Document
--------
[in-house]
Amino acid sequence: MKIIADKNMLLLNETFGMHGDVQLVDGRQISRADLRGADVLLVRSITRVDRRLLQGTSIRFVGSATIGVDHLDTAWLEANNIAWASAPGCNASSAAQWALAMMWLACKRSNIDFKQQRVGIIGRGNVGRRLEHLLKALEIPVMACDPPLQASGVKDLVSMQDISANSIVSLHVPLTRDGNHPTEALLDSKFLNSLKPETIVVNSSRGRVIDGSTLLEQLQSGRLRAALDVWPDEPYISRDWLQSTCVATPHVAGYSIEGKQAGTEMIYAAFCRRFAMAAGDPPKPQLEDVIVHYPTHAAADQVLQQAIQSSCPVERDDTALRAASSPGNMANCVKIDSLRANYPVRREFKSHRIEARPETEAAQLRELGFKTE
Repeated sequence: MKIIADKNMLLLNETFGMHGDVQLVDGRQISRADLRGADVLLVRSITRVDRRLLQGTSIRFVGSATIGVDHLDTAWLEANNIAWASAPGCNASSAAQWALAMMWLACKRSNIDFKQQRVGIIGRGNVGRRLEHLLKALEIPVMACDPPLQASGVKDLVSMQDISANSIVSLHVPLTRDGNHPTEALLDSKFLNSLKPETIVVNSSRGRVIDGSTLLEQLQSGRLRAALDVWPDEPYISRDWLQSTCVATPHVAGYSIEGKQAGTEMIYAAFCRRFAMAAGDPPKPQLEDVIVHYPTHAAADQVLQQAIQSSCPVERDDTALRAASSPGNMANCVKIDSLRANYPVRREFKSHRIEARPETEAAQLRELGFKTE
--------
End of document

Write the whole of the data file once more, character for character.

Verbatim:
[in-house]
Amino acid sequence: MKIIADKNMLLLNETFGMHGDVQLVDGRQISRADLRGADVLLVRSITRVDRRLLQGTSIRFVGSATIGVDHLDTAWLEANNIAWASAPGCNASSAAQWALAMMWLACKRSNIDFKQQRVGIIGRGNVGRRLEHLLKALEIPVMACDPPLQASGVKDLVSMQDISANSIVSLHVPLTRDGNHPTEALLDSKFLNSLKPETIVVNSSRGRVIDGSTLLEQLQSGRLRAALDVWPDEPYISRDWLQSTCVATPHVAGYSIEGKQAGTEMIYAAFCRRFAMAAGDPPKPQLEDVIVHYPTHAAADQVLQQAIQSSCPVERDDTALRAASSPGNMANCVKIDSLRANYPVRREFKSHRIEARPETEAAQLRELGFKTE
Repeated sequence: MKIIADKNMLLLNETFGMHGDVQLVDGRQISRADLRGADVLLVRSITRVDRRLLQGTSIRFVGSATIGVDHLDTAWLEANNIAWASAPGCNASSAAQWALAMMWLACKRSNIDFKQQRVGIIGRGNVGRRLEHLLKALEIPVMACDPPLQASGVKDLVSMQDISANSIVSLHVPLTRDGNHPTEALLDSKFLNSLKPETIVVNSSRGRVIDGSTLLEQLQSGRLRAALDVWPDEPYISRDWLQSTCVATPHVAGYSIEGKQAGTEMIYAAFCRRFAMAAGDPPKPQLEDVIVHYPTHAAADQVLQQAIQSSCPVERDDTALRAASSPGNMANCVKIDSLRANYPVRREFKSHRIEARPETEAAQLRELGFKTE